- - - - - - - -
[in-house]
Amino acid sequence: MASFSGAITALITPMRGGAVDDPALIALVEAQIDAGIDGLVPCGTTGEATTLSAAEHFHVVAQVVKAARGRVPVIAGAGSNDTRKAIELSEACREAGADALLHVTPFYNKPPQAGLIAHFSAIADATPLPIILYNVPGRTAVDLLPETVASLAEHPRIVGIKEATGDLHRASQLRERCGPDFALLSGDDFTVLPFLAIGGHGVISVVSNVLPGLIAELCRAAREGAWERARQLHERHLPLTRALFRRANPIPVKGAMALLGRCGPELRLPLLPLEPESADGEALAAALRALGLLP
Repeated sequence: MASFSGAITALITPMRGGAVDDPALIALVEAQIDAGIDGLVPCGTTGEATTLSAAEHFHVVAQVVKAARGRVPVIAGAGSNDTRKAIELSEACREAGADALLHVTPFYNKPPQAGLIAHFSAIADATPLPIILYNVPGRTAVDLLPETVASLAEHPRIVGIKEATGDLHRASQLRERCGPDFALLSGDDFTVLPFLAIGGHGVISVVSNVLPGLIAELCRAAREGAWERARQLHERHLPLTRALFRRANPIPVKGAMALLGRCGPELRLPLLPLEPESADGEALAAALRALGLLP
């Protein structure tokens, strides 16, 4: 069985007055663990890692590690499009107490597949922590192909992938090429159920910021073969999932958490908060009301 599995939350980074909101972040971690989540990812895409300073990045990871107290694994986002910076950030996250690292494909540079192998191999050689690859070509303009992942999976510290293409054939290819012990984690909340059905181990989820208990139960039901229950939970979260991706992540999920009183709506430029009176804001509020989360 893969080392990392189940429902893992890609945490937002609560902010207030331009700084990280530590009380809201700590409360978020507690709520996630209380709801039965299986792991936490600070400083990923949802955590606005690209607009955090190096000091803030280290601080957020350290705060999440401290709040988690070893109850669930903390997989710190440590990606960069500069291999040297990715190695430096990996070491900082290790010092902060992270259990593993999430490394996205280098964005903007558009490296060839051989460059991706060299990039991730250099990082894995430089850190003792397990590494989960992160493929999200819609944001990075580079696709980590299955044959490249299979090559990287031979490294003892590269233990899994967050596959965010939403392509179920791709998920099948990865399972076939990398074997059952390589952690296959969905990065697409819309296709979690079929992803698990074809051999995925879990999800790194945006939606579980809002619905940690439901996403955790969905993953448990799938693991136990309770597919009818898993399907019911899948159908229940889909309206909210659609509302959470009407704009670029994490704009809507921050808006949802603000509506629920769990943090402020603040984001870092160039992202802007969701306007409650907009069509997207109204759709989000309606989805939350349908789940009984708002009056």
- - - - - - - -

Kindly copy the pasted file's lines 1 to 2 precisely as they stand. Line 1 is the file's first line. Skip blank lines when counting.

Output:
[in-house]
Amino acid sequence: MASFSGAITALITPMRGGAVDDPALIALVEAQIDAGIDGLVPCGTTGEATTLSAAEHFHVVAQVVKAARGRVPVIAGAGSNDTRKAIELSEACREAGADALLHVTPFYNKPPQAGLIAHFSAIADATPLPIILYNVPGRTAVDLLPETVASLAEHPRIVGIKEATGDLHRASQLRERCGPDFALLSGDDFTVLPFLAIGGHGVISVVSNVLPGLIAELCRAAREGAWERARQLHERHLPLTRALFRRANPIPVKGAMALLGRCGPELRLPLLPLEPESADGEALAAALRALGLLP